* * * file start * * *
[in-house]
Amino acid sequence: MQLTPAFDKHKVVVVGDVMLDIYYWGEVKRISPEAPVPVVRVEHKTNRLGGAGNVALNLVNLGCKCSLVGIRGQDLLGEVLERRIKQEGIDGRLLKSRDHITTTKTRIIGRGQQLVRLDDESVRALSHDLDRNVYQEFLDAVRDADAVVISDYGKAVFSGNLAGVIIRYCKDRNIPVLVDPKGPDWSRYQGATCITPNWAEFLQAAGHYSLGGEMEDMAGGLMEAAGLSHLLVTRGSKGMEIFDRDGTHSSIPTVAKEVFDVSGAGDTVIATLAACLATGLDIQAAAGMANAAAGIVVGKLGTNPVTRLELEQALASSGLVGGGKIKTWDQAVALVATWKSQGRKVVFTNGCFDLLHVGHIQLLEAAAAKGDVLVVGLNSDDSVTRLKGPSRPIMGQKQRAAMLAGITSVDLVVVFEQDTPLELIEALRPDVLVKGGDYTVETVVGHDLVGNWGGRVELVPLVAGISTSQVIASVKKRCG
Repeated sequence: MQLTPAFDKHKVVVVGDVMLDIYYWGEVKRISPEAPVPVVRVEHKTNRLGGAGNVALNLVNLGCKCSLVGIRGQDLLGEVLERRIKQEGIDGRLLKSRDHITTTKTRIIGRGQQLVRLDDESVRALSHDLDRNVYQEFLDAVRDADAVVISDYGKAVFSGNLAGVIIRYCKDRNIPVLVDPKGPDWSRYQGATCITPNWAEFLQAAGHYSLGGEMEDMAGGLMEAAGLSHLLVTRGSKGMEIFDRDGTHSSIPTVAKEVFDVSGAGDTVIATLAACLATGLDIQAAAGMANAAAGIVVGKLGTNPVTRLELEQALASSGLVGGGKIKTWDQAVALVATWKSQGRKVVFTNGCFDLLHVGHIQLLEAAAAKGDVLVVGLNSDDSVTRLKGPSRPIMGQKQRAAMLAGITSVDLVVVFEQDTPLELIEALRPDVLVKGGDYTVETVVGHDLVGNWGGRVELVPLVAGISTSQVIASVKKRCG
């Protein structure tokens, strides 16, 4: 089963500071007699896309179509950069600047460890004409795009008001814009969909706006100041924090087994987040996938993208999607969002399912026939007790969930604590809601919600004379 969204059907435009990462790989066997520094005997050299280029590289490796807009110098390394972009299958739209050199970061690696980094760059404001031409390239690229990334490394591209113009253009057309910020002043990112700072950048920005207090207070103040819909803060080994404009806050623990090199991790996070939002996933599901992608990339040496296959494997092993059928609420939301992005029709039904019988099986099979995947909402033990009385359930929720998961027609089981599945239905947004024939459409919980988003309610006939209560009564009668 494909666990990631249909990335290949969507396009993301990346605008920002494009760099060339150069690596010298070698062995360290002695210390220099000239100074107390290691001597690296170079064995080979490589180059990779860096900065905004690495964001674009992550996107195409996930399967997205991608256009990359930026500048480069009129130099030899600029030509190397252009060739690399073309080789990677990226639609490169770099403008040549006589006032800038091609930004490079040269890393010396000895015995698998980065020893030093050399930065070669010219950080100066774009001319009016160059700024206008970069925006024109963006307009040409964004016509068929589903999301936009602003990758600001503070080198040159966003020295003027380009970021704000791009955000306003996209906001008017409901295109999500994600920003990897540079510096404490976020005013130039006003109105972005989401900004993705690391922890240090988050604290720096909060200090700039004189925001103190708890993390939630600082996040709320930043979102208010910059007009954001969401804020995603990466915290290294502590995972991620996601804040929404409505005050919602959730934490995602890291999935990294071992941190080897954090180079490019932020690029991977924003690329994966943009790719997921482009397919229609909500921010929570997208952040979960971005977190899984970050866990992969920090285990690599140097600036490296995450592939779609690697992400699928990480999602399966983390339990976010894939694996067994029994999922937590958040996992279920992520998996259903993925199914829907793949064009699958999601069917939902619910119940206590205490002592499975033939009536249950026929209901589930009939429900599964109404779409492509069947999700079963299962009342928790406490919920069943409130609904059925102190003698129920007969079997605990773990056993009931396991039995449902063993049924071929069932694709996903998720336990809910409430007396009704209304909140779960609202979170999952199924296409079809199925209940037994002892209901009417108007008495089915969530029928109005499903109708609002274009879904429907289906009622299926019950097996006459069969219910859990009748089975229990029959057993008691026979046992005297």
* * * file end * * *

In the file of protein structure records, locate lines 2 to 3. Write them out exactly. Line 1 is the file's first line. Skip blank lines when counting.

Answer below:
Amino acid sequence: MQLTPAFDKHKVVVVGDVMLDIYYWGEVKRISPEAPVPVVRVEHKTNRLGGAGNVALNLVNLGCKCSLVGIRGQDLLGEVLERRIKQEGIDGRLLKSRDHITTTKTRIIGRGQQLVRLDDESVRALSHDLDRNVYQEFLDAVRDADAVVISDYGKAVFSGNLAGVIIRYCKDRNIPVLVDPKGPDWSRYQGATCITPNWAEFLQAAGHYSLGGEMEDMAGGLMEAAGLSHLLVTRGSKGMEIFDRDGTHSSIPTVAKEVFDVSGAGDTVIATLAACLATGLDIQAAAGMANAAAGIVVGKLGTNPVTRLELEQALASSGLVGGGKIKTWDQAVALVATWKSQGRKVVFTNGCFDLLHVGHIQLLEAAAAKGDVLVVGLNSDDSVTRLKGPSRPIMGQKQRAAMLAGITSVDLVVVFEQDTPLELIEALRPDVLVKGGDYTVETVVGHDLVGNWGGRVELVPLVAGISTSQVIASVKKRCG
Repeated sequence: MQLTPAFDKHKVVVVGDVMLDIYYWGEVKRISPEAPVPVVRVEHKTNRLGGAGNVALNLVNLGCKCSLVGIRGQDLLGEVLERRIKQEGIDGRLLKSRDHITTTKTRIIGRGQQLVRLDDESVRALSHDLDRNVYQEFLDAVRDADAVVISDYGKAVFSGNLAGVIIRYCKDRNIPVLVDPKGPDWSRYQGATCITPNWAEFLQAAGHYSLGGEMEDMAGGLMEAAGLSHLLVTRGSKGMEIFDRDGTHSSIPTVAKEVFDVSGAGDTVIATLAACLATGLDIQAAAGMANAAAGIVVGKLGTNPVTRLELEQALASSGLVGGGKIKTWDQAVALVATWKSQGRKVVFTNGCFDLLHVGHIQLLEAAAAKGDVLVVGLNSDDSVTRLKGPSRPIMGQKQRAAMLAGITSVDLVVVFEQDTPLELIEALRPDVLVKGGDYTVETVVGHDLVGNWGGRVELVPLVAGISTSQVIASVKKRCG